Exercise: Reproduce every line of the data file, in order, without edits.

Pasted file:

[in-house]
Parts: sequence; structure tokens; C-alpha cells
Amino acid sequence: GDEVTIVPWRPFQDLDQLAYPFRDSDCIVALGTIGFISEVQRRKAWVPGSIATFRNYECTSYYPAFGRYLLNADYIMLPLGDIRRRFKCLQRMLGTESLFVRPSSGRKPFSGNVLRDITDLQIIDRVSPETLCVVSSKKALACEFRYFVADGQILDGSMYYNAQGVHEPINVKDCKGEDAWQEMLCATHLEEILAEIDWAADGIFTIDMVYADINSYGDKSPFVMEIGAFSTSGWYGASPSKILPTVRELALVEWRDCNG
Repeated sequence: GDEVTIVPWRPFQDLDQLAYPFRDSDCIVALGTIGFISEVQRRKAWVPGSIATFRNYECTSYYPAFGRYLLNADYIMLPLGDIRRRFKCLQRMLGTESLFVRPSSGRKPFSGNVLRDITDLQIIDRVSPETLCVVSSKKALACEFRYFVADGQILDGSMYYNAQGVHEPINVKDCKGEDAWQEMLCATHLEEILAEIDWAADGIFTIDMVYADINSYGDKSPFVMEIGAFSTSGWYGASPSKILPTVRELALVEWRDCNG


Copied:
[in-house]
Parts: sequence; structure tokens; C-alpha cells
Amino acid sequence: GDEVTIVPWRPFQDLDQLAYPFRDSDCIVALGTIGFISEVQRRKAWVPGSIATFRNYECTSYYPAFGRYLLNADYIMLPLGDIRRRFKCLQRMLGTESLFVRPSSGRKPFSGNVLRDITDLQIIDRVSPETLCVVSSKKALACEFRYFVADGQILDGSMYYNAQGVHEPINVKDCKGEDAWQEMLCATHLEEILAEIDWAADGIFTIDMVYADINSYGDKSPFVMEIGAFSTSGWYGASPSKILPTVRELALVEWRDCNG
Repeated sequence: GDEVTIVPWRPFQDLDQLAYPFRDSDCIVALGTIGFISEVQRRKAWVPGSIATFRNYECTSYYPAFGRYLLNADYIMLPLGDIRRRFKCLQRMLGTESLFVRPSSGRKPFSGNVLRDITDLQIIDRVSPETLCVVSSKKALACEFRYFVADGQILDGSMYYNAQGVHEPINVKDCKGEDAWQEMLCATHLEEILAEIDWAADGIFTIDMVYADINSYGDKSPFVMEIGAFSTSGWYGASPSKILPTVRELALVEWRDCNG